Tag Archive: Lake City

Safety at crosswalks matters: Crosswalk actions

blockedby Janine Blaeloch, Lake City Greenways

As part of the Lake City Way Traffic Safety Corridor Project that started in 2013, Lake City Greenways has been working to help community members stake their claim on this important neighborhood street. As those who live near Rainier Avenue or Aurora know, having a major thoroughfare  in the center of your community can be daunting, and we need to make those who drive Lake City Way—especially commuters—understand that it is our Main Street, a place that also serves people on foot, bicycle, and wheelchair.

To that end, on about a monthly basis we stage a “crosswalk action,” at a key intersection of Lake City Way, legally traversing crossings while carrying signs with safety-oriented messages such as “Look for me before you turn,” “Stop on red, keep us safe,” and “Look out for pedestrians.”  The crosswalk actions are a great way for neighbors to meet, commiserate, bond with the commuters that fly by, and deliver an important message about sharing our streets.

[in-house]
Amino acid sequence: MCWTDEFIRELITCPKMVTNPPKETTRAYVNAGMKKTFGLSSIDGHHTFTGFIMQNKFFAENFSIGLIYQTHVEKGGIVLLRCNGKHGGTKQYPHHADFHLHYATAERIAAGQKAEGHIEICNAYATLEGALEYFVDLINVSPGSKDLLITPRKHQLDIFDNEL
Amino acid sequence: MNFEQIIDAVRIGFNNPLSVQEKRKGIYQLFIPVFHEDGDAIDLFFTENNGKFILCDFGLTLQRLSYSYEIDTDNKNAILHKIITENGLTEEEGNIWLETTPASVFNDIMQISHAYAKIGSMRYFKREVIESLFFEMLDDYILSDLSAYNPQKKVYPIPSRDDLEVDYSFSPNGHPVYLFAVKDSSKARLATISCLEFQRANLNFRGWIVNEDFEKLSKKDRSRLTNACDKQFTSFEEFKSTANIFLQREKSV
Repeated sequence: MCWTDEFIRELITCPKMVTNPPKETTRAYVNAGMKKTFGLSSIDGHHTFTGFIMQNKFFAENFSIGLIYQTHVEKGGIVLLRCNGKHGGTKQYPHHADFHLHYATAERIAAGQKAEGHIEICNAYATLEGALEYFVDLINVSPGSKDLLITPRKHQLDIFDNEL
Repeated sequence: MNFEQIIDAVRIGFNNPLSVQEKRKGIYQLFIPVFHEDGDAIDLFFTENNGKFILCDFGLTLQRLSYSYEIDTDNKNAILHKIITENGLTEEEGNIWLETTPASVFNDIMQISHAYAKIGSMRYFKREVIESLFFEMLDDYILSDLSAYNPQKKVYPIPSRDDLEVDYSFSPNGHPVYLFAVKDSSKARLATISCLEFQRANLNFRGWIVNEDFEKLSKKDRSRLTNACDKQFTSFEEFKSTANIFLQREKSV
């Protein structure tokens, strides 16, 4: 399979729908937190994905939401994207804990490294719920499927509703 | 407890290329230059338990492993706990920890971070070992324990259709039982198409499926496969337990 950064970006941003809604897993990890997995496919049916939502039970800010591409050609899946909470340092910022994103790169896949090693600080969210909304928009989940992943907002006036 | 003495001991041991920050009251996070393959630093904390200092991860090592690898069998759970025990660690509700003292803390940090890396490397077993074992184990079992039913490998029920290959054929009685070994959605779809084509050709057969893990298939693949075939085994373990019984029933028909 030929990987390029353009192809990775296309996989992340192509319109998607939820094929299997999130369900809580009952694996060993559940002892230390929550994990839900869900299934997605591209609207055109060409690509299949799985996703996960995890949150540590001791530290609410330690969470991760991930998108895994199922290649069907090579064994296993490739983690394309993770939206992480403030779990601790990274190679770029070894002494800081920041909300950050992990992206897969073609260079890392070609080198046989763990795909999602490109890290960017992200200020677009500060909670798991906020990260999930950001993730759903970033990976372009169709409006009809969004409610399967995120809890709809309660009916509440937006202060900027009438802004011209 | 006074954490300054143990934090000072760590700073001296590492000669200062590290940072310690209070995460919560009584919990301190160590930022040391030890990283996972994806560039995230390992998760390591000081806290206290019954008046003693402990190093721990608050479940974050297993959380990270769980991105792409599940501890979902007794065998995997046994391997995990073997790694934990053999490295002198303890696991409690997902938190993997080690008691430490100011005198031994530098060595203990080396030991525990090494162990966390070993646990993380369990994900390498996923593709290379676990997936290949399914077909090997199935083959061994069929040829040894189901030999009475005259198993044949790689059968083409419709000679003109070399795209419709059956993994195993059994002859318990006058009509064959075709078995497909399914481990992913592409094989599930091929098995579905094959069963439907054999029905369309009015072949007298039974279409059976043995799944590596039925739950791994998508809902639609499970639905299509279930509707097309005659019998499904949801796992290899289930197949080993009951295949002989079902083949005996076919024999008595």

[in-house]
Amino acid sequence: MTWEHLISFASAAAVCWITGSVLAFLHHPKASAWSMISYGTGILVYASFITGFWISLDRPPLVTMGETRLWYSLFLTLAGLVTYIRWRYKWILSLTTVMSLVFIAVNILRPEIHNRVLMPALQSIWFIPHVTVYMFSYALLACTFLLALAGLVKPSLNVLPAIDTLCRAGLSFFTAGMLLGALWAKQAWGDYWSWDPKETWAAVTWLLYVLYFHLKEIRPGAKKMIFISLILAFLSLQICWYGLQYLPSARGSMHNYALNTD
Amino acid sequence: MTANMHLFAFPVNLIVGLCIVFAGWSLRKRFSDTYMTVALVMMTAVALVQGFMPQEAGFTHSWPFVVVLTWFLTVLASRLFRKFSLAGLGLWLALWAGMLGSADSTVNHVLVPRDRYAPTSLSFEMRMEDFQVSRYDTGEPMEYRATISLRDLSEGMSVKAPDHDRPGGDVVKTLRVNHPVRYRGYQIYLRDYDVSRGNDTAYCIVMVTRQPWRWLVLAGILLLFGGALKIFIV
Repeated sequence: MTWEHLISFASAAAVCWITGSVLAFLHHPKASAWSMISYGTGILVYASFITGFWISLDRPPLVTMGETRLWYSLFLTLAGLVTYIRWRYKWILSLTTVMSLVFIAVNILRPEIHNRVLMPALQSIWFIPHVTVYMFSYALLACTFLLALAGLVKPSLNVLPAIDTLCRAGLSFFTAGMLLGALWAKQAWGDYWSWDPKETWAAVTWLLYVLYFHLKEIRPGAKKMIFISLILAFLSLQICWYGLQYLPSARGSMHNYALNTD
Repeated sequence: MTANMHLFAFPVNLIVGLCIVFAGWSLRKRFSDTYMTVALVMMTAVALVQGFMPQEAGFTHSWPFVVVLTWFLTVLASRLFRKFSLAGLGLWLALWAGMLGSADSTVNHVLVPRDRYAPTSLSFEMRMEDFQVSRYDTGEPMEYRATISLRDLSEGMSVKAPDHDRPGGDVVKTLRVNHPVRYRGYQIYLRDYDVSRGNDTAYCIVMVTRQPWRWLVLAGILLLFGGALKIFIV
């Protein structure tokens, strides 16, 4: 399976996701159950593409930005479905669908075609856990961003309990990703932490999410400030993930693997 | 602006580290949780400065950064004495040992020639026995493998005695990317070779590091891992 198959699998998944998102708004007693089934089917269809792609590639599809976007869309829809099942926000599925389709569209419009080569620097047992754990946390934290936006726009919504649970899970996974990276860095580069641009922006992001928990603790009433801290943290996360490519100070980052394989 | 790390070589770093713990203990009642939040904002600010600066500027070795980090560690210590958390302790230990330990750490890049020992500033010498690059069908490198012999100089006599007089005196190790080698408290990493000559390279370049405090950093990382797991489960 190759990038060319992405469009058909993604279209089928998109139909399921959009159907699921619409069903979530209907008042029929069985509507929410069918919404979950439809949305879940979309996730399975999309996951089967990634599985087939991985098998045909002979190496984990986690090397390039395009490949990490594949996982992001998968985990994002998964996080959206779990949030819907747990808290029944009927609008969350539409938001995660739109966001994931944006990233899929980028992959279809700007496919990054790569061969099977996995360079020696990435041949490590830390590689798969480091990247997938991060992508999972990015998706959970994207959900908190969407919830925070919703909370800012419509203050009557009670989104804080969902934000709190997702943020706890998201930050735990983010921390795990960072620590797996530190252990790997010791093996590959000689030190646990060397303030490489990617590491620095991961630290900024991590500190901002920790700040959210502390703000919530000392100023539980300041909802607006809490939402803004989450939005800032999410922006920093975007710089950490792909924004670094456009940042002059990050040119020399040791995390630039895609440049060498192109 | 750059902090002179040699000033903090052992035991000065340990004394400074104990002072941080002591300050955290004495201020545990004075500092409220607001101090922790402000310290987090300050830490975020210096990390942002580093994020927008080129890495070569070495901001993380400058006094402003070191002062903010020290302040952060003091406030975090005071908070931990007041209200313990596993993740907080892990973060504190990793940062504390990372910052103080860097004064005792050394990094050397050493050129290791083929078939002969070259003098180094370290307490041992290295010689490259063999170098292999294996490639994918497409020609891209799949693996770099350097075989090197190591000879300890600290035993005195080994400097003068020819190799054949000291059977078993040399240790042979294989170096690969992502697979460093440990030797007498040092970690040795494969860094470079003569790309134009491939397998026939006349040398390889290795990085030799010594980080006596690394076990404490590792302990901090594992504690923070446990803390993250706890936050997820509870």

Good Reflections on Safe Lights to School

January 31, 2015
by Cathy Tuttle

Monica Sweet showing off reflector lights at Safe Routes to School assembly
Monica Sweet showing off reflector lights at Safe Routes to School assembly

Two Lake City Greenways leaders teamed up with Seattle Department of Transportation (SDOT) and made a glowing impression on children who walk to school in a neighborhood with high needs for safety improvements.

Recently at Cedar Park Elementary (Olympic Hills Interim) parent Karoliina Kuisma and Monica Sweet of Lake City Greenways presented a school assembly about safe walking and the need for reflectors for visibility at night. They did a demonstration where Monica wore a black coat and black pants.

When they turned out the lights on stage and Monica walked across stage, it was hard to see her. Then she turned around and walked the other way, but had reflectors pinned all over the left side of her coat. Midway across stage Karoliina used a flash camera to illuminate Monica, replicating what drivers would see in their car headlights. The students were amazed how just a few lights shone really brightly!

Afterwards, Karolina and Monica went to each classroom and delivered mixed packages of keychain reflectors (available for free from the SDOT Safe Routes to School program). With her SDOT Safe Routes to School Mini grant, Monica also purchased Finnish reflectors  in the shape of hearts and otter paw prints (otters are the school mascot).